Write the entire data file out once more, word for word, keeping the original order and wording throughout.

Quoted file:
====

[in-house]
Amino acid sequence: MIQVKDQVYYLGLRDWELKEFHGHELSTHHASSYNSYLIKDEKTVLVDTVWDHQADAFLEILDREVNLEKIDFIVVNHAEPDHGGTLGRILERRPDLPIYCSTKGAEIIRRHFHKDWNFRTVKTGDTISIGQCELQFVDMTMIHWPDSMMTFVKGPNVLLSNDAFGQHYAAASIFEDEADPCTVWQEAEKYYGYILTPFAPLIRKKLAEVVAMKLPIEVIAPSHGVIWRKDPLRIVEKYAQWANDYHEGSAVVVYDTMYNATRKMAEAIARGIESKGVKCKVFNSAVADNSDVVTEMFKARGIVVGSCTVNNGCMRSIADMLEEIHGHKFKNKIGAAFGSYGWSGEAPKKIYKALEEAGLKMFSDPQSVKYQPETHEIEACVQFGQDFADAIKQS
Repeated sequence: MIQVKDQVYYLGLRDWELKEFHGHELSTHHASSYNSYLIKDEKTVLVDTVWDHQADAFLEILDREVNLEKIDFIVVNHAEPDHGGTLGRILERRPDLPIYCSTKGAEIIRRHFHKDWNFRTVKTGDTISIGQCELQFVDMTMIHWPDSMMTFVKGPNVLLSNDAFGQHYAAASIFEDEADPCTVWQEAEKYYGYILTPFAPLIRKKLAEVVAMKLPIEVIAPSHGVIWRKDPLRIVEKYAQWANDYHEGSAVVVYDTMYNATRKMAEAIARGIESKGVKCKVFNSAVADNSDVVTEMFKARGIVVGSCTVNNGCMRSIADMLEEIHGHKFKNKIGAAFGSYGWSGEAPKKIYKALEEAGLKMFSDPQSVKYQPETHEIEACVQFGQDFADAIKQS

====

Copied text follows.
[in-house]
Amino acid sequence: MIQVKDQVYYLGLRDWELKEFHGHELSTHHASSYNSYLIKDEKTVLVDTVWDHQADAFLEILDREVNLEKIDFIVVNHAEPDHGGTLGRILERRPDLPIYCSTKGAEIIRRHFHKDWNFRTVKTGDTISIGQCELQFVDMTMIHWPDSMMTFVKGPNVLLSNDAFGQHYAAASIFEDEADPCTVWQEAEKYYGYILTPFAPLIRKKLAEVVAMKLPIEVIAPSHGVIWRKDPLRIVEKYAQWANDYHEGSAVVVYDTMYNATRKMAEAIARGIESKGVKCKVFNSAVADNSDVVTEMFKARGIVVGSCTVNNGCMRSIADMLEEIHGHKFKNKIGAAFGSYGWSGEAPKKIYKALEEAGLKMFSDPQSVKYQPETHEIEACVQFGQDFADAIKQS
Repeated sequence: MIQVKDQVYYLGLRDWELKEFHGHELSTHHASSYNSYLIKDEKTVLVDTVWDHQADAFLEILDREVNLEKIDFIVVNHAEPDHGGTLGRILERRPDLPIYCSTKGAEIIRRHFHKDWNFRTVKTGDTISIGQCELQFVDMTMIHWPDSMMTFVKGPNVLLSNDAFGQHYAAASIFEDEADPCTVWQEAEKYYGYILTPFAPLIRKKLAEVVAMKLPIEVIAPSHGVIWRKDPLRIVEKYAQWANDYHEGSAVVVYDTMYNATRKMAEAIARGIESKGVKCKVFNSAVADNSDVVTEMFKARGIVVGSCTVNNGCMRSIADMLEEIHGHKFKNKIGAAFGSYGWSGEAPKKIYKALEEAGLKMFSDPQSVKYQPETHEIEACVQFGQDFADAIKQS